When building a custom home, it's common for homeowners to focus their attention on the interior of the home. However, you should consider what details you want to incorporate in your outside areas.
Though you can make some enhancements on your own once your home is complete, your builder can assist with making other improvements during the building process. Keep reading for a few outdoor additions that will make your home feel like a fantastic retreat.
1. Add Sufficient Wiring to Support Your Home's Outside Electrical Needs
It's common for homes to have an electrical outlet or two to power outside items, but depending on how you want to use your home's outside spaces, this might not be sufficient. If you know that you want to add an outside nook for a specific activity (such as a hot tub or outside media center), you might want to have your building add additional wiring to support your home's electrical needs.
Having your custom home builders add more wiring or outlets during the building process is much more efficient and cost-effective than trying to add these items after your home is built. Once your home is built, you generally need to open the walls to beef up your home's electrical wiring.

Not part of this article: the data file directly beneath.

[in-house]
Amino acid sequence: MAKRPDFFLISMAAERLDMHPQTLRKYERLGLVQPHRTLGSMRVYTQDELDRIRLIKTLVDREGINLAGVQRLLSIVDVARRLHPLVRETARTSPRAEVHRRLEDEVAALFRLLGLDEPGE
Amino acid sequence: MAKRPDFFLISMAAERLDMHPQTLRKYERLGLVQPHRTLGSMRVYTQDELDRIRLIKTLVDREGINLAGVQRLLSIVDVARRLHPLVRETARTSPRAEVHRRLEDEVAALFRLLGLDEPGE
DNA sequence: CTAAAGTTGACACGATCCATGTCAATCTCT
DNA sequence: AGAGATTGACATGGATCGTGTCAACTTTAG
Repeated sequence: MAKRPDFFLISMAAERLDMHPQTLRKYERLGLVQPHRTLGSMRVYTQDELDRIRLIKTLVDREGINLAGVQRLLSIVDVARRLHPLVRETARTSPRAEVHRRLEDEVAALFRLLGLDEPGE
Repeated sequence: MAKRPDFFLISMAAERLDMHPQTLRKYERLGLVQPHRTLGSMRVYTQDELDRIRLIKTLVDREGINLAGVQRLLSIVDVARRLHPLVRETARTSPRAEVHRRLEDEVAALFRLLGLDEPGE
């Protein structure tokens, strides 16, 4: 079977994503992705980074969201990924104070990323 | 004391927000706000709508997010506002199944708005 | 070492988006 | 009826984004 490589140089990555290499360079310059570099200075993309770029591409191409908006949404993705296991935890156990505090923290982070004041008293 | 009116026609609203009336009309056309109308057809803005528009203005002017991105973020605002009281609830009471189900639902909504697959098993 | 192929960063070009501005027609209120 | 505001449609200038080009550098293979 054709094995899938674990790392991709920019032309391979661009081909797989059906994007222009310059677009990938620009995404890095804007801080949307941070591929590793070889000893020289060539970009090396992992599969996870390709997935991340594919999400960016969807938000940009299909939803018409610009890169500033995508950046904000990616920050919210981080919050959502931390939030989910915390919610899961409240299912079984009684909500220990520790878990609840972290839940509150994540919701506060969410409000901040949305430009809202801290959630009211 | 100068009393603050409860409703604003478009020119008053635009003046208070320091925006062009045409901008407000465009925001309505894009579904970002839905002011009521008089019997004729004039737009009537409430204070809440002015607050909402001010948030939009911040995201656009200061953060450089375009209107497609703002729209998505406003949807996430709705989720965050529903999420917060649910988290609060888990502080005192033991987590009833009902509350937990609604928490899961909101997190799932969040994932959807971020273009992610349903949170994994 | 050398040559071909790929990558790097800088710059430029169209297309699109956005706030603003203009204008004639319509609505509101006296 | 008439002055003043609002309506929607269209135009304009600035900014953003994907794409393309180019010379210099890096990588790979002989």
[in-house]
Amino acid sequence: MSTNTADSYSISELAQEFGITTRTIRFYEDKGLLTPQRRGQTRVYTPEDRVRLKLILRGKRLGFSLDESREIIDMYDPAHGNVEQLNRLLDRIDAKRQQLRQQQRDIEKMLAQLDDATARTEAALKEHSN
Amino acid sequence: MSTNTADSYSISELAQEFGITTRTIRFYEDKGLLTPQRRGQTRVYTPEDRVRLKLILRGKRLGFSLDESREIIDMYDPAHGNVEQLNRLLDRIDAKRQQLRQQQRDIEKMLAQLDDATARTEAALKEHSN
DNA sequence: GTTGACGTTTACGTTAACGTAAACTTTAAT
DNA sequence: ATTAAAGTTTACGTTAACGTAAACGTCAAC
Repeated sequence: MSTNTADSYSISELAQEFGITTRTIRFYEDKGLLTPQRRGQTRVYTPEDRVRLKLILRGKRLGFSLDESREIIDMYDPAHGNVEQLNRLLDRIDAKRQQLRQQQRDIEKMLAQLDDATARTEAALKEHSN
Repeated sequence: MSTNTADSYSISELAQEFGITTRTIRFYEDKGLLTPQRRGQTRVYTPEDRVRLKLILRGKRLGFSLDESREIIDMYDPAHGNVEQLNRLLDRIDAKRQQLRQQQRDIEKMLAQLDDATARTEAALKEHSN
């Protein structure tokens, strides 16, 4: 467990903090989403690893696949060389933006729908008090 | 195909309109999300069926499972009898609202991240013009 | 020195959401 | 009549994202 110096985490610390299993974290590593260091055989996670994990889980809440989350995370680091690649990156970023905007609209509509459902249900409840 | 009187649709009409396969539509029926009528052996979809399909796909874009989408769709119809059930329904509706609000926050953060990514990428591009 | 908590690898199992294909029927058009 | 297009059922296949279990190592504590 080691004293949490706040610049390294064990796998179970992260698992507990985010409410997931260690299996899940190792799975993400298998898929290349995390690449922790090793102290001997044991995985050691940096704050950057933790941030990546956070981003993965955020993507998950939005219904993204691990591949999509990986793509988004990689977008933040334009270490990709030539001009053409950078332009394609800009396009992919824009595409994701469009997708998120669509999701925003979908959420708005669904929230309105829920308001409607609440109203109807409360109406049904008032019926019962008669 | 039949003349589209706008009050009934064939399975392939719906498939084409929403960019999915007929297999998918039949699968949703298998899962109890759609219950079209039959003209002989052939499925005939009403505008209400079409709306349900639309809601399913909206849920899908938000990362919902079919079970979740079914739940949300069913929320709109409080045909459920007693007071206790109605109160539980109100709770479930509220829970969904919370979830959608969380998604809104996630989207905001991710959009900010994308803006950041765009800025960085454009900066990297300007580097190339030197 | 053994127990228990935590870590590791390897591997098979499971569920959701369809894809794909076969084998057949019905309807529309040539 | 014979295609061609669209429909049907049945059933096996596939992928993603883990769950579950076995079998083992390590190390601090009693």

2. Incorporate an Enclosed Outside Space into Your Home's Design
For some households, a patio or deck is sufficient for their outside activities. Other families may want an enclosed outside space to use for their outside entertaining. An enclosed outside space is an effective option to keep pests from spoiling your gatherings, and many rooms provide some level of temperature control.
A screened-in porch is one of the most basic, yet functional outside spaces. The screen keeps insects out, but the space usually has little or no temperature control.
Like the name suggests, a four-season sunroom is usable the entire year. It boasts energy-efficient glass that helps the room maintain a comfortable temperature, and it usually has heating and cooling to further adjust the temperature.
A three-season sunroom usually isn't used during the chilly winter months. Though it might have some type of heating or cooling, the system isn't designed to handle dramatic temperature adjustments. The glass also tends to be thinner and less energy efficient.
3. Integrate an Outside Kitchen
An outside kitchen gives you a space to prepare food during cookouts and parties. It can be as complex or as simple as you need. To incorporate an outside kitchen, your home builder will likely need to add additional electrical wiring, gas lines, and water pipes to ensure you have the infrastructure to operate the kitchen. Your builder will also use weather-resistant materials that can stand up to the elements.